GOLDEN, Colo., Jan. 19, 2015 –The Colorado School of Mines Society of Physics Students (SPS) chapter was awarded the “2014-15 Future Faces of Physics Award” – its second in two years, by the national SPS and Sigma Pi Sigma chapter.
This award helps the 175-student group continue outreach efforts to promote physics across cultural divides and encourage recruitment and retention of people underrepresented in STEM fields. Last year, SPS traveled to Berry Creek Middle School in Edwards and Gateway High School in Aurora to perform physics demonstrations, speak to students about the value of higher education and describe careers in engineering and applied science.
It was such a success, that both schools asked them to return again this year.
“This award gives us the opportunity to spend two full days doing one of our favorite things: inspiring young students with the same excitement we feel in our studies here at Mines,” said junior Jordan Diemer, SPS vice president for outreach.
This year the team will focus on creating a "STEM Museum" exhibition where science classes will experience some of SPS’ popular experiments, such as the “bed of nails” demonstration. This experiment shows students that Newton’s first law of motion is true. (An object at rest stays at rest and an object in motion stays in motion with the same speed and in the same direction unless acted upon by an unbalanced force.) In the demo, a volunteer lays on a bed of 200 6-inch long nails while students place a small block of nails and cinder block on his or her chest. With a sledgehammer, students break the cinder block but the volunteer is unharmed. By spreading the volunteer’s weight over several nails, each individual nail uses less force and allows the person to stay in place without injury.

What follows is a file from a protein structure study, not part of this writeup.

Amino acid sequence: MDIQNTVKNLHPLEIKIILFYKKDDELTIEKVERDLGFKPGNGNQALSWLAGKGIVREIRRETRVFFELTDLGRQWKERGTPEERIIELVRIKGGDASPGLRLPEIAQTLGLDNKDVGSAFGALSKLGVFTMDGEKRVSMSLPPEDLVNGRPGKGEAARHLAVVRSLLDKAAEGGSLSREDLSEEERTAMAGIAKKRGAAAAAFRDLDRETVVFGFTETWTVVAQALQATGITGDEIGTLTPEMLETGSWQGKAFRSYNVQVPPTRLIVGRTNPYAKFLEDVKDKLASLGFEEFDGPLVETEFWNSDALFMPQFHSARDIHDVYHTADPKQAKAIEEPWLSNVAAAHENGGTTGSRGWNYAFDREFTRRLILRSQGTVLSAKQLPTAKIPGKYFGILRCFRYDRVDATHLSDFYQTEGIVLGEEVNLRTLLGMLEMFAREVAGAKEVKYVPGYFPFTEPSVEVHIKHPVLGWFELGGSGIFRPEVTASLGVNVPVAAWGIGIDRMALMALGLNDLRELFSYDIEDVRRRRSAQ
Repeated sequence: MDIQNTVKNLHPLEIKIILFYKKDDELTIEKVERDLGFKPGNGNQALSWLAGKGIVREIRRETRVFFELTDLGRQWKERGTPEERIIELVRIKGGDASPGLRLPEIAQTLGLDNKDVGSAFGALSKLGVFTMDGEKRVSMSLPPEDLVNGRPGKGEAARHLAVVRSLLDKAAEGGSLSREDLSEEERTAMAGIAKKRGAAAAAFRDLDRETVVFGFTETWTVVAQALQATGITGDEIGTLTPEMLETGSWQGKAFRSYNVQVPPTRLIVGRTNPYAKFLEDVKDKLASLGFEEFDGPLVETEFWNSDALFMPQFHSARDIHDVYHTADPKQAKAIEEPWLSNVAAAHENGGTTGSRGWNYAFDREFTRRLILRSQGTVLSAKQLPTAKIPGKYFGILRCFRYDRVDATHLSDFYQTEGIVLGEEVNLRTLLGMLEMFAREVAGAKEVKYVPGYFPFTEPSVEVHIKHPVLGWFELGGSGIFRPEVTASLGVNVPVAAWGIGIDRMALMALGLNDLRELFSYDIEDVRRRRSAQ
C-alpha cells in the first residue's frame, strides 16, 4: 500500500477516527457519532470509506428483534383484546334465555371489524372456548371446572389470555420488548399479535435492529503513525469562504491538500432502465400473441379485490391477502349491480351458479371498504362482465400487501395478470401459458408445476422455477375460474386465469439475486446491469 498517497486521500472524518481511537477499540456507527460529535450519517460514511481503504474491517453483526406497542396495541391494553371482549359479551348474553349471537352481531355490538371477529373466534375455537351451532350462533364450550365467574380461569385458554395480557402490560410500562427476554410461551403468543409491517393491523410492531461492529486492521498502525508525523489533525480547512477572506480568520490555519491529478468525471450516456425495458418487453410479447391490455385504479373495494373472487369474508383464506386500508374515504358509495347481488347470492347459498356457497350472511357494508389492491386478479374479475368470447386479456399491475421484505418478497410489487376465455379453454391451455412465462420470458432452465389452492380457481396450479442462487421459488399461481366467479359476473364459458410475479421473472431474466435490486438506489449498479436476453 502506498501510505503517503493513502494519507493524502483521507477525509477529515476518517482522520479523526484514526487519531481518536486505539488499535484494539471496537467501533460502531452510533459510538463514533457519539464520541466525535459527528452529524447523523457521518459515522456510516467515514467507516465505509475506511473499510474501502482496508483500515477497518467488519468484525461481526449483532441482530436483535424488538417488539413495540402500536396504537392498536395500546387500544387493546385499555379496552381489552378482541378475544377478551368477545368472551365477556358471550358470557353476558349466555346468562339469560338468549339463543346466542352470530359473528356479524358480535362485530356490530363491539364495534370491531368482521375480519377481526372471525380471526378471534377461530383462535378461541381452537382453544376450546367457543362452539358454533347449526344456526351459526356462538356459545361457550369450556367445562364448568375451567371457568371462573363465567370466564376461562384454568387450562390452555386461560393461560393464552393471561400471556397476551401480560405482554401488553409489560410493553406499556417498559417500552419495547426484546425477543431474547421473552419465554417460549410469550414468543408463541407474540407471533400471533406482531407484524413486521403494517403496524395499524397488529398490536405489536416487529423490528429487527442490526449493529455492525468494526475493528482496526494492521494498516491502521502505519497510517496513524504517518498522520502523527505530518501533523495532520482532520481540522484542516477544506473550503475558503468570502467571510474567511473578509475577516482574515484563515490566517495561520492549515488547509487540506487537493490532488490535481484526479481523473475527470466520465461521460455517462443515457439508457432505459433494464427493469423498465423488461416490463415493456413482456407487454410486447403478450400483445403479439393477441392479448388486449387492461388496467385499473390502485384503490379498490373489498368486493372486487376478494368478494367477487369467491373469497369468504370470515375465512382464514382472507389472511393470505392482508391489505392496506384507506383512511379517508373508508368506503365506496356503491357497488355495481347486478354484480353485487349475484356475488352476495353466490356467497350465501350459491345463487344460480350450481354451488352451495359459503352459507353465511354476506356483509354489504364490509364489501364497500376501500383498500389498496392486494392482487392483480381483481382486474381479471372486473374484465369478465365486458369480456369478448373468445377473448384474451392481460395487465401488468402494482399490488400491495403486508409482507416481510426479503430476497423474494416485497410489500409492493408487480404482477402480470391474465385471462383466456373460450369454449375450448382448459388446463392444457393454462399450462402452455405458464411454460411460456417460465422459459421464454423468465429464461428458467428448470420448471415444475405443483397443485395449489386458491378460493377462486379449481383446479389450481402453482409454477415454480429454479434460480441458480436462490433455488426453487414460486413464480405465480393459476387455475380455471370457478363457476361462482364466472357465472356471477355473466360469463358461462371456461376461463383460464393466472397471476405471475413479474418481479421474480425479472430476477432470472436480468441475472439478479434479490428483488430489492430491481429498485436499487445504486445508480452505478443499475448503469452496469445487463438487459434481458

The group is also planning an interactive after-school seminar and will be working with students to build small-scale demos that they can keep and take home.
“We plan to make these annual events, returning each spring to meet and inspire a new class of future scientists, and re-inspire the veterans among them,” Diemer said.